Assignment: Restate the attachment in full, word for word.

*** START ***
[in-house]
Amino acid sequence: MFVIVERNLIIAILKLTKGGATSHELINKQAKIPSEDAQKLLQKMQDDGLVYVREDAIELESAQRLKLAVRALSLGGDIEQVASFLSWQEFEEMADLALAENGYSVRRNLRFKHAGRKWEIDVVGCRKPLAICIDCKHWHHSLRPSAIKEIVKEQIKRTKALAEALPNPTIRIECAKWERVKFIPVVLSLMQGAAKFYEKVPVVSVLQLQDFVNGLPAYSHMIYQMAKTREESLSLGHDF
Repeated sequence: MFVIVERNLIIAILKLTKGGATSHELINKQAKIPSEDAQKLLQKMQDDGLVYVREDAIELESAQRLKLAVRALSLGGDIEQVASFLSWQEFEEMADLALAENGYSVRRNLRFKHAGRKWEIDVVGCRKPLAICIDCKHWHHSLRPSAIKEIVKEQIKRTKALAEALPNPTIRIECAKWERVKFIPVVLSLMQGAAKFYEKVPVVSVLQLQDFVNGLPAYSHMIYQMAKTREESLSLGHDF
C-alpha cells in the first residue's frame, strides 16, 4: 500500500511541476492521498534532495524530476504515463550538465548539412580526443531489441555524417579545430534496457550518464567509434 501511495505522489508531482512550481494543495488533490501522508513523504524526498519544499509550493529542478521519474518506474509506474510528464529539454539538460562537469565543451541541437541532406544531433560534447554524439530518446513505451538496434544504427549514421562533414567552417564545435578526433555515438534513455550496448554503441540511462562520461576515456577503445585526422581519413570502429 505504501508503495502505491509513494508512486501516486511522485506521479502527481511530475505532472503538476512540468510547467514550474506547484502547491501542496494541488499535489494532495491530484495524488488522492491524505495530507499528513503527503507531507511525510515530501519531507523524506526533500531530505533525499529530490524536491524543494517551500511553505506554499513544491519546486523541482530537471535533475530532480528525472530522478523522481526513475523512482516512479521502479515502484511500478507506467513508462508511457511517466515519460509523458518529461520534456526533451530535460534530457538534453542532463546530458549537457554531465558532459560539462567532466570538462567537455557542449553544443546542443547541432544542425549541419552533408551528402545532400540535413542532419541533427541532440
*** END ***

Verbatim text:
[in-house]
Amino acid sequence: MFVIVERNLIIAILKLTKGGATSHELINKQAKIPSEDAQKLLQKMQDDGLVYVREDAIELESAQRLKLAVRALSLGGDIEQVASFLSWQEFEEMADLALAENGYSVRRNLRFKHAGRKWEIDVVGCRKPLAICIDCKHWHHSLRPSAIKEIVKEQIKRTKALAEALPNPTIRIECAKWERVKFIPVVLSLMQGAAKFYEKVPVVSVLQLQDFVNGLPAYSHMIYQMAKTREESLSLGHDF
Repeated sequence: MFVIVERNLIIAILKLTKGGATSHELINKQAKIPSEDAQKLLQKMQDDGLVYVREDAIELESAQRLKLAVRALSLGGDIEQVASFLSWQEFEEMADLALAENGYSVRRNLRFKHAGRKWEIDVVGCRKPLAICIDCKHWHHSLRPSAIKEIVKEQIKRTKALAEALPNPTIRIECAKWERVKFIPVVLSLMQGAAKFYEKVPVVSVLQLQDFVNGLPAYSHMIYQMAKTREESLSLGHDF
C-alpha cells in the first residue's frame, strides 16, 4: 500500500511541476492521498534532495524530476504515463550538465548539412580526443531489441555524417579545430534496457550518464567509434 501511495505522489508531482512550481494543495488533490501522508513523504524526498519544499509550493529542478521519474518506474509506474510528464529539454539538460562537469565543451541541437541532406544531433560534447554524439530518446513505451538496434544504427549514421562533414567552417564545435578526433555515438534513455550496448554503441540511462562520461576515456577503445585526422581519413570502429 505504501508503495502505491509513494508512486501516486511522485506521479502527481511530475505532472503538476512540468510547467514550474506547484502547491501542496494541488499535489494532495491530484495524488488522492491524505495530507499528513503527503507531507511525510515530501519531507523524506526533500531530505533525499529530490524536491524543494517551500511553505506554499513544491519546486523541482530537471535533475530532480528525472530522478523522481526513475523512482516512479521502479515502484511500478507506467513508462508511457511517466515519460509523458518529461520534456526533451530535460534530457538534453542532463546530458549537457554531465558532459560539462567532466570538462567537455557542449553544443546542443547541432544542425549541419552533408551528402545532400540535413542532419541533427541532440